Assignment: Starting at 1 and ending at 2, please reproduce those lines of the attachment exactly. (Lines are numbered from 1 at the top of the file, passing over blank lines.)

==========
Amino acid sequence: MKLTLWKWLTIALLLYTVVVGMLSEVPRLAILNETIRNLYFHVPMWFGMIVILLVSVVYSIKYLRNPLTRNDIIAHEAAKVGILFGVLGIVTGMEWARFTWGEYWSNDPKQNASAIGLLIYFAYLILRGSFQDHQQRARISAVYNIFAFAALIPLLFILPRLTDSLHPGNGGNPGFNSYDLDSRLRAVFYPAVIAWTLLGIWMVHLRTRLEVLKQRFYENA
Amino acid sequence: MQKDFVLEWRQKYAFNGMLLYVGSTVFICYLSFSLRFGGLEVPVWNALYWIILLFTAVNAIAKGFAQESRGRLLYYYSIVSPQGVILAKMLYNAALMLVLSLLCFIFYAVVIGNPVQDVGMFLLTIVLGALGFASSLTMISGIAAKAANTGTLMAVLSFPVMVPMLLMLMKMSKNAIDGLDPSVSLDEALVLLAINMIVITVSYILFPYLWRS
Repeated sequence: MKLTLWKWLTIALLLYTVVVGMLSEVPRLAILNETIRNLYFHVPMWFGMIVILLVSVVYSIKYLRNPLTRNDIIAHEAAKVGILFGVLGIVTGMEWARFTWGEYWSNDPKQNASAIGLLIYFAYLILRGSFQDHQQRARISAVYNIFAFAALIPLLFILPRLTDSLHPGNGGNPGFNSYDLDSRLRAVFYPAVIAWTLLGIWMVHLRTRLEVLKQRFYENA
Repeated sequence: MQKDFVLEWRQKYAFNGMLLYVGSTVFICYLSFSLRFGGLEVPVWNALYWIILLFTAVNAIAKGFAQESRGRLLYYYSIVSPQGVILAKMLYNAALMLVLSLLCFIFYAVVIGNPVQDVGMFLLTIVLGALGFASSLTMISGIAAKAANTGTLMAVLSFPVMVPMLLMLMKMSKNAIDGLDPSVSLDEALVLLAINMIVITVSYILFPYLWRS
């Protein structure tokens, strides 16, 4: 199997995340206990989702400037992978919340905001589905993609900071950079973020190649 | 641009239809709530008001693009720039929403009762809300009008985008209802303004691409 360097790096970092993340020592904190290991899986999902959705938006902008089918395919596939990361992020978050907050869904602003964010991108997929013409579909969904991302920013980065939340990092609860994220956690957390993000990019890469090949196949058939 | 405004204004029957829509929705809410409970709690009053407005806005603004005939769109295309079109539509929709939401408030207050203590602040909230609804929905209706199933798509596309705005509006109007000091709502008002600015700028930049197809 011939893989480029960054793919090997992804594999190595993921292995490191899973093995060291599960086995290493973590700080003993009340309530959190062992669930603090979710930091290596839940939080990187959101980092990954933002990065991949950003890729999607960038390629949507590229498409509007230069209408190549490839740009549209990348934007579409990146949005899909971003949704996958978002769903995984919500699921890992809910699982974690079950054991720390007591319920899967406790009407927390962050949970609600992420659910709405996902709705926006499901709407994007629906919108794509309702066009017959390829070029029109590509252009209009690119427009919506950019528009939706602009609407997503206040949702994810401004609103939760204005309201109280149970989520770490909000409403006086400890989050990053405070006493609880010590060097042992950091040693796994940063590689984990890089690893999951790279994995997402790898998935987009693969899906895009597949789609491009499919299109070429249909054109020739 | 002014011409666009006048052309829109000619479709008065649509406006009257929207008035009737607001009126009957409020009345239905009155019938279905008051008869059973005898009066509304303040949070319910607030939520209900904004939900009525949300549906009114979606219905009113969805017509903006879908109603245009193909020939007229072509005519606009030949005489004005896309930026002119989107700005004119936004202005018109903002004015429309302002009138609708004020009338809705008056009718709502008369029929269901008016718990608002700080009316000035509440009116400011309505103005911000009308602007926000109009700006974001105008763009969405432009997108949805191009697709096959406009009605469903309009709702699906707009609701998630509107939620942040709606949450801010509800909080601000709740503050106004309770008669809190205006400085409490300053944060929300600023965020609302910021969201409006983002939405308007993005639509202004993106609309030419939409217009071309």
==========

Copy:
Amino acid sequence: MKLTLWKWLTIALLLYTVVVGMLSEVPRLAILNETIRNLYFHVPMWFGMIVILLVSVVYSIKYLRNPLTRNDIIAHEAAKVGILFGVLGIVTGMEWARFTWGEYWSNDPKQNASAIGLLIYFAYLILRGSFQDHQQRARISAVYNIFAFAALIPLLFILPRLTDSLHPGNGGNPGFNSYDLDSRLRAVFYPAVIAWTLLGIWMVHLRTRLEVLKQRFYENA
Amino acid sequence: MQKDFVLEWRQKYAFNGMLLYVGSTVFICYLSFSLRFGGLEVPVWNALYWIILLFTAVNAIAKGFAQESRGRLLYYYSIVSPQGVILAKMLYNAALMLVLSLLCFIFYAVVIGNPVQDVGMFLLTIVLGALGFASSLTMISGIAAKAANTGTLMAVLSFPVMVPMLLMLMKMSKNAIDGLDPSVSLDEALVLLAINMIVITVSYILFPYLWRS